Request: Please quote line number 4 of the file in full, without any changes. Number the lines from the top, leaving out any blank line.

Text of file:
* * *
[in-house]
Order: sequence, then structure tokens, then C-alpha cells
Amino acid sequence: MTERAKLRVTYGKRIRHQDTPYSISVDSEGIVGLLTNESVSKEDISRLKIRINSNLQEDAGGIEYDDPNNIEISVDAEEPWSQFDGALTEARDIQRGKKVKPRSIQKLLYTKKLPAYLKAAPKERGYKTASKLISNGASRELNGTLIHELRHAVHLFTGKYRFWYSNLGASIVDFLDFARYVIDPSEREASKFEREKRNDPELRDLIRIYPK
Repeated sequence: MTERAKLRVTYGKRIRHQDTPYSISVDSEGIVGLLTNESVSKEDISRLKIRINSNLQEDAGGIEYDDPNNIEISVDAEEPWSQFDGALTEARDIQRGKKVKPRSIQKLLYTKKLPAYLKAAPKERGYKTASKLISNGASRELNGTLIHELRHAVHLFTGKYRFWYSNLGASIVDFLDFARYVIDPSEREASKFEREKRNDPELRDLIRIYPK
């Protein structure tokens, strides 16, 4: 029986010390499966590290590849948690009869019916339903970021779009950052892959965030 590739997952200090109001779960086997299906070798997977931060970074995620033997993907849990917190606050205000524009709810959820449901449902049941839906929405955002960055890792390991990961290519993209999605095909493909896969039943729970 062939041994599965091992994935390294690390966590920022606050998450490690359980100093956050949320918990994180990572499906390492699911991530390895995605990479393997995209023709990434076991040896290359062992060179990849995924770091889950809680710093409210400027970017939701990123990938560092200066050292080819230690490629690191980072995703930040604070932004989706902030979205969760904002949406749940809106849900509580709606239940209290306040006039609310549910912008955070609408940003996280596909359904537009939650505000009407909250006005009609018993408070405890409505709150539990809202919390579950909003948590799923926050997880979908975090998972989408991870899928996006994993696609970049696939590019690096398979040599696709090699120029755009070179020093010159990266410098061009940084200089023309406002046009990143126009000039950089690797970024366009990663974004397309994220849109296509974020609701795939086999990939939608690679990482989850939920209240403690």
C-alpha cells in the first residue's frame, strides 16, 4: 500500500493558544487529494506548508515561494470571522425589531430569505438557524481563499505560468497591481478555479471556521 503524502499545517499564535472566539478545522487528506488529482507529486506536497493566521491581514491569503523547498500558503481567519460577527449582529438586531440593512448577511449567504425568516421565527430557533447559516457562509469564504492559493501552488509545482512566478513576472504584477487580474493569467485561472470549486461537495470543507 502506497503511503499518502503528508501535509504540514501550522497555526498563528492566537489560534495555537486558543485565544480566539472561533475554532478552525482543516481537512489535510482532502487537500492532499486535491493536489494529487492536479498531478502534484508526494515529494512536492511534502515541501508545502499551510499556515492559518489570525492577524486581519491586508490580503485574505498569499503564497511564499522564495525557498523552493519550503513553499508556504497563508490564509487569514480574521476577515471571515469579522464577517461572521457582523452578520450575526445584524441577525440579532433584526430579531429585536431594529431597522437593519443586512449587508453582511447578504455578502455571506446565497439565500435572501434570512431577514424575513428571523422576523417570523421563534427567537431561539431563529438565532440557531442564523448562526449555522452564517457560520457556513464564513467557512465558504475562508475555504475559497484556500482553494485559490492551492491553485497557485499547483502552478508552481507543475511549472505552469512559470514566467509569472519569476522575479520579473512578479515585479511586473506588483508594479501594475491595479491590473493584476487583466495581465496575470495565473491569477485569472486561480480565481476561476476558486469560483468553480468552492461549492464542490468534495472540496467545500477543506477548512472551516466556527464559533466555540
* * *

Repeated sequence: MTERAKLRVTYGKRIRHQDTPYSISVDSEGIVGLLTNESVSKEDISRLKIRINSNLQEDAGGIEYDDPNNIEISVDAEEPWSQFDGALTEARDIQRGKKVKPRSIQKLLYTKKLPAYLKAAPKERGYKTASKLISNGASRELNGTLIHELRHAVHLFTGKYRFWYSNLGASIVDFLDFARYVIDPSEREASKFEREKRNDPELRDLIRIYPK